By: Lucas Green | Contributor
The debate over gun control laws has almost become a yearly tradition as the argument rears its ugly head again over the past two weeks. This time the debate was sparked following the tragic mass shootings in Boulder, CO., and Atlanta, GA., that left 18 people dead.
Gun control legislation has been one of the hottest button topics in politics over the past few years. Polling has indicated that gun control bills rarely follow democratic party lines and usually underperform said party-line. Additionally, those against gun control tend to be more engaged in such legislation and preventing various forms of gun control laws from being passed. This polling is reflective of the general populous and Congress and creates real barriers for legislation.
When President Biden was a Democratic Senator from Delaware, he introduced a bill calling for an assault rifle ban in 1994. His bill ultimately passed but expired in 2005. Now President Biden is calling for stricter gun control legislation again.
“The only gun control legislation that’s ever passed is mine. It’s going to happen again,” President Biden told reporters at the White House on Sunday, March 28, 2021.
Two bills expanding universal background checks for the sale of all firearms (Private and Public) have passed the House of Representatives and now await approval by the Senate. The Senate floor is where gun control legislation reaches its main hurdle as there is not only a filibuster in place that would require 60 “yes” votes on the bills, but there is unrest in both parties when it comes to passing the bills.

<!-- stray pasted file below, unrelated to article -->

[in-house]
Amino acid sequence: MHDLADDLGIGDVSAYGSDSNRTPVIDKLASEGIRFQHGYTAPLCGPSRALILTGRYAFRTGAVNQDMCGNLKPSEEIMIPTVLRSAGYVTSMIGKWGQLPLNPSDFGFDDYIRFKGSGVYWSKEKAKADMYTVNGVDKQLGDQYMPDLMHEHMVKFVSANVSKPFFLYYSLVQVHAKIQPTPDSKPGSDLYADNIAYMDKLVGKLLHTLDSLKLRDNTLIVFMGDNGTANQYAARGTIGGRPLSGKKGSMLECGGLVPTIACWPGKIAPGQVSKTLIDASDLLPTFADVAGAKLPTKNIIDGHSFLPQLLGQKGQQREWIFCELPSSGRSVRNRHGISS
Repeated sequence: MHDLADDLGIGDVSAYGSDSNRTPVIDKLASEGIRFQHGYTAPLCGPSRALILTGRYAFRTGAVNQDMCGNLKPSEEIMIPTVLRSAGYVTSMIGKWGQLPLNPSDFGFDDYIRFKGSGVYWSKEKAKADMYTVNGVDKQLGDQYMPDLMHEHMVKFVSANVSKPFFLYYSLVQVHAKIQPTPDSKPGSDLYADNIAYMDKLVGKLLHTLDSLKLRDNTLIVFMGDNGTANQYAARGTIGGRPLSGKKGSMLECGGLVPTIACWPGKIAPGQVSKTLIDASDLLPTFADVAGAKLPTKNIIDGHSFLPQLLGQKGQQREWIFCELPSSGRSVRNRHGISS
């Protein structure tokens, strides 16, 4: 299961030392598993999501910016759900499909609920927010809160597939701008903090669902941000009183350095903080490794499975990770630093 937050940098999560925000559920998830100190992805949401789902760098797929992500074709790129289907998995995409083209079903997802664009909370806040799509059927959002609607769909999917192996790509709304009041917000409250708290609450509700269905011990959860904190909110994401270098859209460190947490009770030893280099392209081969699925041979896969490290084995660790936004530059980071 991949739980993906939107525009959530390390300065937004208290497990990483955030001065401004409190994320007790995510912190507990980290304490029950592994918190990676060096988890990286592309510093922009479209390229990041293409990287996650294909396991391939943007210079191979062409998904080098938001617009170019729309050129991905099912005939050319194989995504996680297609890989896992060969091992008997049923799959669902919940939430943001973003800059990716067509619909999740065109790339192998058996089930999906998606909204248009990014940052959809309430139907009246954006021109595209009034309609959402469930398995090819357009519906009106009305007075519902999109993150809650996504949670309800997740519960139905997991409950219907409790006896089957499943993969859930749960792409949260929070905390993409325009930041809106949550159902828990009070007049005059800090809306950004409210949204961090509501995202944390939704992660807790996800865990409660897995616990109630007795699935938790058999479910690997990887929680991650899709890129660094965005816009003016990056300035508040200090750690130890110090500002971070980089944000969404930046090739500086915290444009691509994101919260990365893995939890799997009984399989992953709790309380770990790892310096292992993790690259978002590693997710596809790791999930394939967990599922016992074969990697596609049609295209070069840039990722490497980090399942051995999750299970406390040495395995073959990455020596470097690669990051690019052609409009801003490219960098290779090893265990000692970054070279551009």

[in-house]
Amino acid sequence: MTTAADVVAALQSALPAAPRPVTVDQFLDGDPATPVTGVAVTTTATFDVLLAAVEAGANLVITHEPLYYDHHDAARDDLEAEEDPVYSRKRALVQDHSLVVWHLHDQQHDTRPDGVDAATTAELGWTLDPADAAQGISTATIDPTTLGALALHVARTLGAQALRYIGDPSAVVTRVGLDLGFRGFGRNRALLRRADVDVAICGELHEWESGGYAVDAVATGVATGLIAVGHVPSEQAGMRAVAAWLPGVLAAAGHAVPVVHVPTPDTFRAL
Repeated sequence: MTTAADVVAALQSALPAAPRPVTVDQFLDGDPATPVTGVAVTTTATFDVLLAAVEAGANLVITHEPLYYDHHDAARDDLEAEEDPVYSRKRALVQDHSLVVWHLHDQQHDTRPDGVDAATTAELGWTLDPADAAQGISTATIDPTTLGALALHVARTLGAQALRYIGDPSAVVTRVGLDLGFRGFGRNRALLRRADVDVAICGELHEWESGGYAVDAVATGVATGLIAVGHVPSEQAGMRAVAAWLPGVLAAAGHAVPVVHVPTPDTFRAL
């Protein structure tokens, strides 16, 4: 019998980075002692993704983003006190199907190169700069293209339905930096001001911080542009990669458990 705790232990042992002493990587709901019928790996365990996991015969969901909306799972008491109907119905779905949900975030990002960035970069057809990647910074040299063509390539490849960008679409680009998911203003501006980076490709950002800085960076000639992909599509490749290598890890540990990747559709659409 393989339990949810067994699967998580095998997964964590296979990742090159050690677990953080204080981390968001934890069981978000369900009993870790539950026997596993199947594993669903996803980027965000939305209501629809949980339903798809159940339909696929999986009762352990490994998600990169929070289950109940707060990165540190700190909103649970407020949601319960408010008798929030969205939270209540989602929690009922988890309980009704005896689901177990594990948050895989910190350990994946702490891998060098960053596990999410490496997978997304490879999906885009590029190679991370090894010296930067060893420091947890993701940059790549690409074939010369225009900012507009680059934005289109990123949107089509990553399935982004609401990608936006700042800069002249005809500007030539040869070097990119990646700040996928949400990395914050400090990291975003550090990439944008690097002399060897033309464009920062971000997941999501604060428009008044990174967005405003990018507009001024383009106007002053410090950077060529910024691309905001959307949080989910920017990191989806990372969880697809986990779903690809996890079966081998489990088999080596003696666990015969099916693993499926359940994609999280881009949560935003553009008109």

(Dem.) Joe Manchin of West Virginia is openly opposed to the two bills as they are currently worded, and he is likely not the only Senate Democrat who feels this way. Meanwhile, (Dem.) Chris Murphy of Connecticut, the senator who introduced these two bills, has told the press that there are several GOP members who he expects to vote for these bills and for people to not “count us out.”
Some Senators have even tried proposing other forms of gun control legislation that are not included in the two current bills. (Dem.) Dianne Feinstein from California has suggested re-introducing the same 1994 Assault Rifle ban that President Biden introduced during his time as a Senator. (Rep.) Ted Cruz and (Rep.) Chuck Grassley of Iowa has presented Cruz’s “Red Flag” bill as an alternative to the two bills currently on the floor. Cruz’s bill would restrict gun ownership for individuals labeled “Red Flags” without affecting regular citizens.
While talks over who will and who won’t vote for the two current gun control bills continue to spiral, the country continues to wait anxiously for an answer. If the previous polls looking at the voting trends for gun control remain faithful, there likely will not be any change to the current gun laws. There is hope for those that want stricter gun legislation, though. During last Wednesday’s White House press briefing, a reporter asked White House Press Secretary Jen Psaki if President Biden would consider using executive action to pass some sort of gun control after the Senate makes a decision on the two bills, or if he would take action beforehand. Psaki responded by saying, “He’s not waiting for anything to fail.”